Now the day, so long awaited and so meticulously prepared for, had come and nearly gone. His house had been full to bursting from first light. Muhsine's younger sisters, her cousins and friends and aunts, had arrived early. He had heard them chattering and laughing and the rustle of their wedding clothes as they made their way to the harem – the private rooms in the house – to await the coming of the bride.

She came at last, carried in a chair beneath a baldachin of rich silk so that she still remained invisible, and accompanied by a noisy procession of musicians and male relatives. Even then he wasn't allowed to see her.

He had instead to go to the neighbourhood mosque with his friends – and what a lot of friends he found he suddenly had! And what a fool he felt, although normally no one enjoyed being the centre of attention more than he.

But at last, on his return, he had been led, with a great deal of good-humoured pushing and shoving, to the door of the harem. Some woman (he had no idea who she was) had taken his hand and led him up to a motionless figure dressed in rose silk.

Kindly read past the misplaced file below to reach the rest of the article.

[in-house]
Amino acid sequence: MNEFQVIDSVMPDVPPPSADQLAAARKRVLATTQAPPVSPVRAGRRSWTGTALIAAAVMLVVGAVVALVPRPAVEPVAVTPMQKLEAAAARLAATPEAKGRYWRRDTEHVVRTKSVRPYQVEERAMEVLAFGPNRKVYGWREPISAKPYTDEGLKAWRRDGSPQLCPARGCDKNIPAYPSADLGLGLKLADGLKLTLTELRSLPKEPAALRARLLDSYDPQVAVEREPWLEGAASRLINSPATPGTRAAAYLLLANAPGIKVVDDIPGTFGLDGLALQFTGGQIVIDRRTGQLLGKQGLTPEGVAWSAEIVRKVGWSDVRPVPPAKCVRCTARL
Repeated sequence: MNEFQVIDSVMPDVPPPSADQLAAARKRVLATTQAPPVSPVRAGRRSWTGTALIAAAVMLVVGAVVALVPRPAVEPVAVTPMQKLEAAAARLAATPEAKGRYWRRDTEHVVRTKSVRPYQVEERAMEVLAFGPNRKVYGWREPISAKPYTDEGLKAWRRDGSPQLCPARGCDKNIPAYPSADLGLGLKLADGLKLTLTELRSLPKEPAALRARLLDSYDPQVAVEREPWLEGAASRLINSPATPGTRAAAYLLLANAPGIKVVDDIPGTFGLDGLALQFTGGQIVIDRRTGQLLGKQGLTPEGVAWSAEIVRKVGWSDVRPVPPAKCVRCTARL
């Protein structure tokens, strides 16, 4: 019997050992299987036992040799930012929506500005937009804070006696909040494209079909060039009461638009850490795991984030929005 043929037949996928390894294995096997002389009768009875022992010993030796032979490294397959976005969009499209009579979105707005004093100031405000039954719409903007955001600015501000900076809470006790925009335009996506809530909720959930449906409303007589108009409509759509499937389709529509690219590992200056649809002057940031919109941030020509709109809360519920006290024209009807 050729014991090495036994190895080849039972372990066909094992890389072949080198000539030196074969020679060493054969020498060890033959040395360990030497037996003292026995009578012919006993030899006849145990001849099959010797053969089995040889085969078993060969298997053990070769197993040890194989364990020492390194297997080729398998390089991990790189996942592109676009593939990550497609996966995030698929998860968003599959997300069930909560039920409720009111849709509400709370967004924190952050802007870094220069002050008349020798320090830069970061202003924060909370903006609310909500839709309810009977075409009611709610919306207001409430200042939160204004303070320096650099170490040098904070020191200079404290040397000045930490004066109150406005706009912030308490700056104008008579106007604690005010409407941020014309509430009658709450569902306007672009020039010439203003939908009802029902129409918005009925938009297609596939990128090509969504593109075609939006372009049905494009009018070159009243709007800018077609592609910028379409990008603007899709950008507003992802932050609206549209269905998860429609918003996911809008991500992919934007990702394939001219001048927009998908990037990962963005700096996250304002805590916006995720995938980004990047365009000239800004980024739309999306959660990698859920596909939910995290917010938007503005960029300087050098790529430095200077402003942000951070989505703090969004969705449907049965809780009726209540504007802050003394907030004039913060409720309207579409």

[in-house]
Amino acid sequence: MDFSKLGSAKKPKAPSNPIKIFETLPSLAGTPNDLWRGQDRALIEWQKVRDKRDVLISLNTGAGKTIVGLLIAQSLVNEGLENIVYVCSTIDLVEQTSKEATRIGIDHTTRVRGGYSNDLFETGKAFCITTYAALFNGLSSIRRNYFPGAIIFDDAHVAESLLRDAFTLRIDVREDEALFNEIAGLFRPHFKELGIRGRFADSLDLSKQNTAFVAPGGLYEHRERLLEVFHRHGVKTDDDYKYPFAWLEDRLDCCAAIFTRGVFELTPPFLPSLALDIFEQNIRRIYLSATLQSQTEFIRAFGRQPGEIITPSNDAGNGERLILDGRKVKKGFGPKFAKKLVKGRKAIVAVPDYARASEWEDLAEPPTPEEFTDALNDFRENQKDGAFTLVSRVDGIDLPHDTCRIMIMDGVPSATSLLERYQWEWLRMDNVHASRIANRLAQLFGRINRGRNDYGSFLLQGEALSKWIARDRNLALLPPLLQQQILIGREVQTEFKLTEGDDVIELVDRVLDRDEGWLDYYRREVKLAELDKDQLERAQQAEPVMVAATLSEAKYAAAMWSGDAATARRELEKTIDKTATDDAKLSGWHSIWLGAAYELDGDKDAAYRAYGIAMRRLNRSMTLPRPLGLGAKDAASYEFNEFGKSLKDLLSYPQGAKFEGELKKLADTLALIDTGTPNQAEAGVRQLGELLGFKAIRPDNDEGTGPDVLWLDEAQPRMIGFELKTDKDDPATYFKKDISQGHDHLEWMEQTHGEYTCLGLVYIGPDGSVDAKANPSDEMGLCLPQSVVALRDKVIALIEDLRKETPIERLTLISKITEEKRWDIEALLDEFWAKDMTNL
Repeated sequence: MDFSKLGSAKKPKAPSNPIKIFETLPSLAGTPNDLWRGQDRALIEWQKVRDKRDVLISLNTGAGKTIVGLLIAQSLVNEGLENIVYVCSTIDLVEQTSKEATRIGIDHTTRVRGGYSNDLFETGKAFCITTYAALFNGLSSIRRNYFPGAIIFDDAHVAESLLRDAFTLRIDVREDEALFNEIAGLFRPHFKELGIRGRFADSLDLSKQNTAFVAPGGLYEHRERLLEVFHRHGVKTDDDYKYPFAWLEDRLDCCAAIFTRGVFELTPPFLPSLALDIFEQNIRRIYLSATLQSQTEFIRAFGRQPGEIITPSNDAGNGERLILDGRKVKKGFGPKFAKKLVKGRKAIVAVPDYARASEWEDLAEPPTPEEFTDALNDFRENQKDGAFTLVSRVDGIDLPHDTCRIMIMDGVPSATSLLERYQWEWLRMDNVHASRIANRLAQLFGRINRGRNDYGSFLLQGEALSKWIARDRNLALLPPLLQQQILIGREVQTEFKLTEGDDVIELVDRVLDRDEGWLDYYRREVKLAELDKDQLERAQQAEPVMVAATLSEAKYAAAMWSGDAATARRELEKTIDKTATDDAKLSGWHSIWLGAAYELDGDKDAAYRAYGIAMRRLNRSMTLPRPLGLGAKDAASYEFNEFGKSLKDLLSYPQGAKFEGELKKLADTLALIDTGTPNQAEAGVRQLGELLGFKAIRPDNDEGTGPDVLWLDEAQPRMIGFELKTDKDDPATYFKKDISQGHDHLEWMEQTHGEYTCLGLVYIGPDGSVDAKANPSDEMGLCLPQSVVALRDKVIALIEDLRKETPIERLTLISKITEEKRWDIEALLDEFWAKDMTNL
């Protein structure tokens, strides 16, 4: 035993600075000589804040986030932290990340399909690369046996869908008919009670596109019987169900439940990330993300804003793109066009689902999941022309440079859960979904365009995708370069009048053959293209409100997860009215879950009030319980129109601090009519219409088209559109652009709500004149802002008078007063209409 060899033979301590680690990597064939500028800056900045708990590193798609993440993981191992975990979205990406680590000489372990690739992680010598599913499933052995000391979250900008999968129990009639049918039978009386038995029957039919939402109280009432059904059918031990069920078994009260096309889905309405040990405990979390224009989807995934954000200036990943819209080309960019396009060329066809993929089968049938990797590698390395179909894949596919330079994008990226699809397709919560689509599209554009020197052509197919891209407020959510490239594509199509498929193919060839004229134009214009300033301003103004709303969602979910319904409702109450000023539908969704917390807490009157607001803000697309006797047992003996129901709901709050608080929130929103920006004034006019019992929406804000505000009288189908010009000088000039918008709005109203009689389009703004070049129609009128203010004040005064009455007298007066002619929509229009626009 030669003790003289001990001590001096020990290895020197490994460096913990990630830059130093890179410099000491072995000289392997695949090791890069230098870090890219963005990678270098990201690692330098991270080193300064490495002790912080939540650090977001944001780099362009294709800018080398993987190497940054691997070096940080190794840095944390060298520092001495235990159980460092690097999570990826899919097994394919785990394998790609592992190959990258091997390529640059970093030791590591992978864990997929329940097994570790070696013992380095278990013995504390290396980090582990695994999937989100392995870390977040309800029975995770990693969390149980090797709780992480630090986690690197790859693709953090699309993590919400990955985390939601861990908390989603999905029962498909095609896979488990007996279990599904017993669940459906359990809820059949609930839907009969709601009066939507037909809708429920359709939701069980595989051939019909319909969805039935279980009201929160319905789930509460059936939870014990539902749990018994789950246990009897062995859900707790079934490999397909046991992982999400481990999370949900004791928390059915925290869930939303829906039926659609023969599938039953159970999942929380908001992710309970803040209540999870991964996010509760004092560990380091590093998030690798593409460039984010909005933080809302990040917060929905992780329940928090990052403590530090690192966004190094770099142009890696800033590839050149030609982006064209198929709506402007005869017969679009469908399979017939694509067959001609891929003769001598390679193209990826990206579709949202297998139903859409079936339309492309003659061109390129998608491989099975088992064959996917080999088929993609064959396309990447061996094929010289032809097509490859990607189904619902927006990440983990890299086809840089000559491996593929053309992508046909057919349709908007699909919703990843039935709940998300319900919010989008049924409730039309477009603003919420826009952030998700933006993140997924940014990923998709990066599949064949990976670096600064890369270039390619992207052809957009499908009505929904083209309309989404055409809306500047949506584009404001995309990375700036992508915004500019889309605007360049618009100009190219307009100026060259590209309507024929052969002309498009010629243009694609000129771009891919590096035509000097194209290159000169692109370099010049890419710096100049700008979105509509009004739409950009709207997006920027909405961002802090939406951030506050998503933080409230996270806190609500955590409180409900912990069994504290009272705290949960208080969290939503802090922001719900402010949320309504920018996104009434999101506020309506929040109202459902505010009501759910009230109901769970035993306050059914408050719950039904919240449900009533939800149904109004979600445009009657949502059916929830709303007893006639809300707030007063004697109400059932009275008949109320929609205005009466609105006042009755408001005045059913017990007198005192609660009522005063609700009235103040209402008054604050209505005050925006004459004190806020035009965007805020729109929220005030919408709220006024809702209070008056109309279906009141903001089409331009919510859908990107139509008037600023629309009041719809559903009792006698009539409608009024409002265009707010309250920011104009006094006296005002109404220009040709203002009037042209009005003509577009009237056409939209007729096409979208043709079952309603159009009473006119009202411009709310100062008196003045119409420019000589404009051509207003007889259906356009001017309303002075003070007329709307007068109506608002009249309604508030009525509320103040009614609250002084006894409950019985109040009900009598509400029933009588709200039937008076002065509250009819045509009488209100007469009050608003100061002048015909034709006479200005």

Later, when he thought about it, he was compelled to admit that all he had felt at that moment had been impatience to get the whole thing over. He was tired, he had expended too much emotion onwhat? He didn't know, but he did know that he had not felt fulfilment or anything like it.

Afterwards he remembered her hand, small, olive-skinned, perfect, with its oval fingernails and henna-tinted palm. It appeared from the materials and rose to her head and drew back the silk veil. Well, she was beautiful, no doubt about that, but she was also a complete stranger.

While she took his hand and kissed it and murmured something, he didn't hear what, he thought about that. The perfect face that had been revealed to him was empty of meaning for him, except that he thought he could detect signs of strain around the large, black eyes.

Well, he could sympathise there; and suddenly he remembered that something was expected of him. He searched in the folds of his sash, and finally brought out his gift of one perfect pear-shaped pearl. Since she seemed as confused as he, he pressed it into her hand.

Then it was all over and he had to return to the selamik – the reception area in the house – there to suffer the curious or sly glances from his friends, and to remember that in his confusion he had forgotten that he should have embraced his wife when he gave her the pearl. Now, no doubt, she must think him a complete boor.

He felt embarrassment rise, and took out his handkerchief and wiped his forehead. Ibrahim, my friend, he commanded himself, control yourself. Remember who you are, and never let it be said you were upset by a. woman.

The wedding feast, of which he could eat little, seemed to last forever and he longed to escape from it, even if it meant making himself agreeable to this strange girl ...


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